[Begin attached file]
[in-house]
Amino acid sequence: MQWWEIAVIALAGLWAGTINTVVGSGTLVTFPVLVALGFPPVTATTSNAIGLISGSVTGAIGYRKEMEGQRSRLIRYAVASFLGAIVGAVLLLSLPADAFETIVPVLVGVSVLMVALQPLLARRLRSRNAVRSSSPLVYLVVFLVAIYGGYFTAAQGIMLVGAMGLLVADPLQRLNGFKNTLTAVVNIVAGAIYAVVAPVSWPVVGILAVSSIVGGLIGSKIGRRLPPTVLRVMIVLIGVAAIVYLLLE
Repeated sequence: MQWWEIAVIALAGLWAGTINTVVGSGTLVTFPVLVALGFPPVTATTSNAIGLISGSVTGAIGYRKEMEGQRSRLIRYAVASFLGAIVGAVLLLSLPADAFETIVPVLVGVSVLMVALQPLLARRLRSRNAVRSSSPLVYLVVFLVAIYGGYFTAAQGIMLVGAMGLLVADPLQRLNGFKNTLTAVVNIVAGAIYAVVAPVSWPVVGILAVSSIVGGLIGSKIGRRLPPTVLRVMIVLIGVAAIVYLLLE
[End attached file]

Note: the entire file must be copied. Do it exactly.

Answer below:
[in-house]
Amino acid sequence: MQWWEIAVIALAGLWAGTINTVVGSGTLVTFPVLVALGFPPVTATTSNAIGLISGSVTGAIGYRKEMEGQRSRLIRYAVASFLGAIVGAVLLLSLPADAFETIVPVLVGVSVLMVALQPLLARRLRSRNAVRSSSPLVYLVVFLVAIYGGYFTAAQGIMLVGAMGLLVADPLQRLNGFKNTLTAVVNIVAGAIYAVVAPVSWPVVGILAVSSIVGGLIGSKIGRRLPPTVLRVMIVLIGVAAIVYLLLE
Repeated sequence: MQWWEIAVIALAGLWAGTINTVVGSGTLVTFPVLVALGFPPVTATTSNAIGLISGSVTGAIGYRKEMEGQRSRLIRYAVASFLGAIVGAVLLLSLPADAFETIVPVLVGVSVLMVALQPLLARRLRSRNAVRSSSPLVYLVVFLVAIYGGYFTAAQGIMLVGAMGLLVADPLQRLNGFKNTLTAVVNIVAGAIYAVVAPVSWPVVGILAVSSIVGGLIGSKIGRRLPPTVLRVMIVLIGVAAIVYLLLE